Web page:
By Keith Waltz
The Winston 500 on May 3, 1987, at Alabama’s Talladega Superspeedway was a turning point in the balance between speed and safety in NASCAR racing.
With Bill Elliott winning the pole at more than 212 mph, the sport avoided a major catastrophe on lap 22 when something cut the right-rear tire on Bobby Allison’s Buick exiting the tri-oval portion of the 2.66-mile track and the car flew into the catch fence.
The impact ripped out nearly 100 feet of the fence, but the steel support cables did their job and kept Allison’s car out of the grandstand.
“I looked in the mirror and saw dad’s car was sideways and headed for the grandstand,” said Davey Allison, who scored his first Cup Series victory after the fence was repaired and racing resumed. “My heart sank. That’s the most I’ve ever been scared in my life. I just asked the good Lord to let him stay on this earth a while longer.”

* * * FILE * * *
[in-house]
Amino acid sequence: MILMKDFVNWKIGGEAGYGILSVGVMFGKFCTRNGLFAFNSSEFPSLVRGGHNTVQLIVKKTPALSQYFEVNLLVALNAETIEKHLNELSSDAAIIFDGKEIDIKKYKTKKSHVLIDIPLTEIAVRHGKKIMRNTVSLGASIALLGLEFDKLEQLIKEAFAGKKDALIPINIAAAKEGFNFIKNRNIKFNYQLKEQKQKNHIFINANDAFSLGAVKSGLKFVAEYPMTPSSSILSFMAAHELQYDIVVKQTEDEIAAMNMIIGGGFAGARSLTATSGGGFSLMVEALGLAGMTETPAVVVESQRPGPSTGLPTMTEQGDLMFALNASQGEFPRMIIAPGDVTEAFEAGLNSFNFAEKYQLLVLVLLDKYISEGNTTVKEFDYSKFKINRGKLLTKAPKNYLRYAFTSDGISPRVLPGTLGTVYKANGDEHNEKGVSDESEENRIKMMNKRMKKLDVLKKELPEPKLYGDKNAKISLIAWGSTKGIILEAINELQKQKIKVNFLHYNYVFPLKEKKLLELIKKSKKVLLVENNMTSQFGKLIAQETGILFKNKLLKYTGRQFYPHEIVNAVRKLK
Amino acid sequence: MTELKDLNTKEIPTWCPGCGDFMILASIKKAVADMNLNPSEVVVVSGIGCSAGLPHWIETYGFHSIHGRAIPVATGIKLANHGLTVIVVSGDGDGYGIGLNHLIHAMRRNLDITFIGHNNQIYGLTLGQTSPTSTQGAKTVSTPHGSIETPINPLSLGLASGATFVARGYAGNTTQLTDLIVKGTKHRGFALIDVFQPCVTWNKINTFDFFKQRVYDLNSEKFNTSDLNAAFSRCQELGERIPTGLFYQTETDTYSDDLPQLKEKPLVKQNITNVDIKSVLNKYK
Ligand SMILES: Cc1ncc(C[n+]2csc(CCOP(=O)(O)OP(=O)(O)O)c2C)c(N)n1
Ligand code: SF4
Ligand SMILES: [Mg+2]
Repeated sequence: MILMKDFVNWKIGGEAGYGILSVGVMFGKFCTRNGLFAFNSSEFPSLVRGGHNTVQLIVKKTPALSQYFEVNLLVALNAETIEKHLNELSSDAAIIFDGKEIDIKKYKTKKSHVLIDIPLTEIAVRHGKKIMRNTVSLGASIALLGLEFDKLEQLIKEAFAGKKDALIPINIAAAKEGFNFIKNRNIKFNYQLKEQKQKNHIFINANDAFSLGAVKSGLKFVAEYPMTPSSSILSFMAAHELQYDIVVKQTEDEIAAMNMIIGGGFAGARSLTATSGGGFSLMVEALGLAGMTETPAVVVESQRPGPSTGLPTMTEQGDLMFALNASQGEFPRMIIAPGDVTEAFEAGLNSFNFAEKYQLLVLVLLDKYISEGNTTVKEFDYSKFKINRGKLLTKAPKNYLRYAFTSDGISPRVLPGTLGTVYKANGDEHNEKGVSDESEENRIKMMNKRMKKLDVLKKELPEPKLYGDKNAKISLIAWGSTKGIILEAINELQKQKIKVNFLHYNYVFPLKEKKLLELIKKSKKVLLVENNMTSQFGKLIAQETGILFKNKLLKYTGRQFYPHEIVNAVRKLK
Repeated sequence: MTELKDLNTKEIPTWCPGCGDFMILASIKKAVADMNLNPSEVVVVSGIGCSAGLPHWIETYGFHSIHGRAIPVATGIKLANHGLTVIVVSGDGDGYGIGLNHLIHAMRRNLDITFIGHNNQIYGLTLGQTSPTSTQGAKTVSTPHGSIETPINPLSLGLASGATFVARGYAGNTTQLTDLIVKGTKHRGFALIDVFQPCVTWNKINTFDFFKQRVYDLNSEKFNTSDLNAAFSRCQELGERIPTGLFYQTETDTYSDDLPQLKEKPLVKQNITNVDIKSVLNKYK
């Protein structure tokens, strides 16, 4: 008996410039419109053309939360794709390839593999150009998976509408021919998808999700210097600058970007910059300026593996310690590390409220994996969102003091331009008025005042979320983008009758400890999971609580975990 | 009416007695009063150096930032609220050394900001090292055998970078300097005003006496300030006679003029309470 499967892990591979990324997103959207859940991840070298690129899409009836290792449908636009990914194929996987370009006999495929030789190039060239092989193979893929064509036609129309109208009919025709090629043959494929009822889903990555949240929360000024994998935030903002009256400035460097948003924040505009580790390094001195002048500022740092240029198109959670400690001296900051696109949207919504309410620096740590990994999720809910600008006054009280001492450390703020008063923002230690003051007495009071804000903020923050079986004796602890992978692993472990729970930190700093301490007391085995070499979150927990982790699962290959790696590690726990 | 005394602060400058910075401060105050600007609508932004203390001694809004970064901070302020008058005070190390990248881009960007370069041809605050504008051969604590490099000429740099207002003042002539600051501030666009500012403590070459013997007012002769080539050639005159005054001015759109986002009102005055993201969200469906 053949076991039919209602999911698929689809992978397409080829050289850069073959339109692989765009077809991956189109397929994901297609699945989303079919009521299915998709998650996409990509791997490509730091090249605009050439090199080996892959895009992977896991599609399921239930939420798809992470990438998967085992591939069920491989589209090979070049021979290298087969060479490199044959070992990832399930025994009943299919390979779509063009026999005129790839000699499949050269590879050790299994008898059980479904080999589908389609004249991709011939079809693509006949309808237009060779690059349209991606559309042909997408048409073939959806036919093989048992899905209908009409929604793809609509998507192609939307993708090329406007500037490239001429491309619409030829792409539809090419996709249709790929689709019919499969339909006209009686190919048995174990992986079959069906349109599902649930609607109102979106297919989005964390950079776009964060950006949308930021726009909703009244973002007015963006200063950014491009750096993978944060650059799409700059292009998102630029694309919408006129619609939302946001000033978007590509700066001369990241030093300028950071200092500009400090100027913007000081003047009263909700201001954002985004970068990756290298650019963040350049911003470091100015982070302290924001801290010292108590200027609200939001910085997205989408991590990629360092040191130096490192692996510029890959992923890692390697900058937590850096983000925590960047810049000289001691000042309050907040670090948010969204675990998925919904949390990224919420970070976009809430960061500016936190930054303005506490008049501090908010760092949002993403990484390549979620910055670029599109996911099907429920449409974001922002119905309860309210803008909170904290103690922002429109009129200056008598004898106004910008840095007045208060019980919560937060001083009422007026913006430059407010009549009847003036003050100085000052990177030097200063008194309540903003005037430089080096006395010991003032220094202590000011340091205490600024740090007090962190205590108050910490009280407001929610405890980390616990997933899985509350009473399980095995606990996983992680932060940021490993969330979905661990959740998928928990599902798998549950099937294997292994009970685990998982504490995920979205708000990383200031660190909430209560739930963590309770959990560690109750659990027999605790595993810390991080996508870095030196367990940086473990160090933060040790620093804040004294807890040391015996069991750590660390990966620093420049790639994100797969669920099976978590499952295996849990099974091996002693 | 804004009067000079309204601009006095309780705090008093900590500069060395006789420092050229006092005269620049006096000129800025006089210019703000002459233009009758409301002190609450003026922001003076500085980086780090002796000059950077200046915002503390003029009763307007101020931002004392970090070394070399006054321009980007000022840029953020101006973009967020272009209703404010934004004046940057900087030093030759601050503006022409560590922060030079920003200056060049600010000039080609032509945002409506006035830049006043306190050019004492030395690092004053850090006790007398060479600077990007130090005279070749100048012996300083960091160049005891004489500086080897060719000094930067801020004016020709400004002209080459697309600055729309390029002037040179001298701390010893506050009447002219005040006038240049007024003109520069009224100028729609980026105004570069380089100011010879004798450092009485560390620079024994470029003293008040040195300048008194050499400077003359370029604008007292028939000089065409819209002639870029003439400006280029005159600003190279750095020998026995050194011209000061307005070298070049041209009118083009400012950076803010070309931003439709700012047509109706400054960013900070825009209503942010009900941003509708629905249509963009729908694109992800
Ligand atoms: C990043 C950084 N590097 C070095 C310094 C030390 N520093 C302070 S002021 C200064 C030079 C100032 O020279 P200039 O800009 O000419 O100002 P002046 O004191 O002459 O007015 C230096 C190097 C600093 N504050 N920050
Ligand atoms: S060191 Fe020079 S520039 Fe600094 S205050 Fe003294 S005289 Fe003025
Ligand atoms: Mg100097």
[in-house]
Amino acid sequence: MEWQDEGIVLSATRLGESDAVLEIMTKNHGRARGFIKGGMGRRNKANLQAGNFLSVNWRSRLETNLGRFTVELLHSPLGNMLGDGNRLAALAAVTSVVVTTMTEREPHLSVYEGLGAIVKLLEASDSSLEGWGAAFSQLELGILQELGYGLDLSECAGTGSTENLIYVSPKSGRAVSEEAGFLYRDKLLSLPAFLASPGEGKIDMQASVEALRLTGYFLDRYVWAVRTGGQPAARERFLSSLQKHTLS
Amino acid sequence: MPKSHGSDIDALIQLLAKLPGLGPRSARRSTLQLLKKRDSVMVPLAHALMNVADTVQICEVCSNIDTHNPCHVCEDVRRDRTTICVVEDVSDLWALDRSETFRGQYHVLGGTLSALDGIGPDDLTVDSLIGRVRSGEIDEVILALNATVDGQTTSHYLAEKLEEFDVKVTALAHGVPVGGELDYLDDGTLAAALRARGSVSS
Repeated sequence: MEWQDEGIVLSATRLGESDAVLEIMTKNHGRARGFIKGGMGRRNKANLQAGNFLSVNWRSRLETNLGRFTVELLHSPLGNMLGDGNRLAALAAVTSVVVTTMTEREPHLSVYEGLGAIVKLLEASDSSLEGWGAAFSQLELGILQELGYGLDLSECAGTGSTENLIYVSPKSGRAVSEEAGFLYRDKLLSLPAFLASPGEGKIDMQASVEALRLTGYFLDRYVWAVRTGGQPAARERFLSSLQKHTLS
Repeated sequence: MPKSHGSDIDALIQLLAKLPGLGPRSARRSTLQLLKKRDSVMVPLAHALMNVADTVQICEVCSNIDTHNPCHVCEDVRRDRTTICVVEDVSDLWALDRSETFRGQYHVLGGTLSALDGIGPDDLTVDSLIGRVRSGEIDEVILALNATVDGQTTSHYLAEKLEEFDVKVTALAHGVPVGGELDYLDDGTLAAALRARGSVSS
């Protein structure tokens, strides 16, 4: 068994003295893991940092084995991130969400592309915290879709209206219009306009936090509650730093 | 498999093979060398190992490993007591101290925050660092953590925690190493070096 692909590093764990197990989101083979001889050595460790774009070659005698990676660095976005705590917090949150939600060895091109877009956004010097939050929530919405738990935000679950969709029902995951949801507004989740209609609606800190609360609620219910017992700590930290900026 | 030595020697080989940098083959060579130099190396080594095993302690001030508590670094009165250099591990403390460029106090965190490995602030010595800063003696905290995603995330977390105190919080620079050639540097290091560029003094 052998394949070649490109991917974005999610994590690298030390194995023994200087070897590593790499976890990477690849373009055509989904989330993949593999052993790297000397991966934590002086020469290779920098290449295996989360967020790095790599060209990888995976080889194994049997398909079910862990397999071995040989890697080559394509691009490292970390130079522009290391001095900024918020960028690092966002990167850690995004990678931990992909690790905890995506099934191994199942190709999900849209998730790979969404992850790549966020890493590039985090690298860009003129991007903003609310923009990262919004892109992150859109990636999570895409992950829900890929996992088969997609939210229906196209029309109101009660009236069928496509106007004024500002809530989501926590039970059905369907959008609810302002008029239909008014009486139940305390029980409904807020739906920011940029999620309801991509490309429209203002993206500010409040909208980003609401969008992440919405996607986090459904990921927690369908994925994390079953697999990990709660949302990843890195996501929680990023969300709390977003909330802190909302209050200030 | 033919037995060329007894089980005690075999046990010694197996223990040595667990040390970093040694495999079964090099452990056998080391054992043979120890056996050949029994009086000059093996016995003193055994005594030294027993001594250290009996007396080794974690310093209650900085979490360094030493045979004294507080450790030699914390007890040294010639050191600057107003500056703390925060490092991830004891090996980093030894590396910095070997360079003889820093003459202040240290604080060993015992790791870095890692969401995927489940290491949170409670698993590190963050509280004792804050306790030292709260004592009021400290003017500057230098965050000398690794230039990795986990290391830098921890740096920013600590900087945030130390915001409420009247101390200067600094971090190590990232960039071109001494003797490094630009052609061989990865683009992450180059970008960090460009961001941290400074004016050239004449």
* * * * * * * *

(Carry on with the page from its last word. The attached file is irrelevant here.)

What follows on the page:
Bobby Allison walked away from his mangled car, but a handful of spectators had to be treated for injuries caused by flying debris.
The frightening incident forced NASCAR officials to address the ever-increasing speeds and it was announced late in 1987 that restrictor plates would be required for all future events at Talladega Superspeedway and Daytona International Speedway. The restrictor plates are still used today.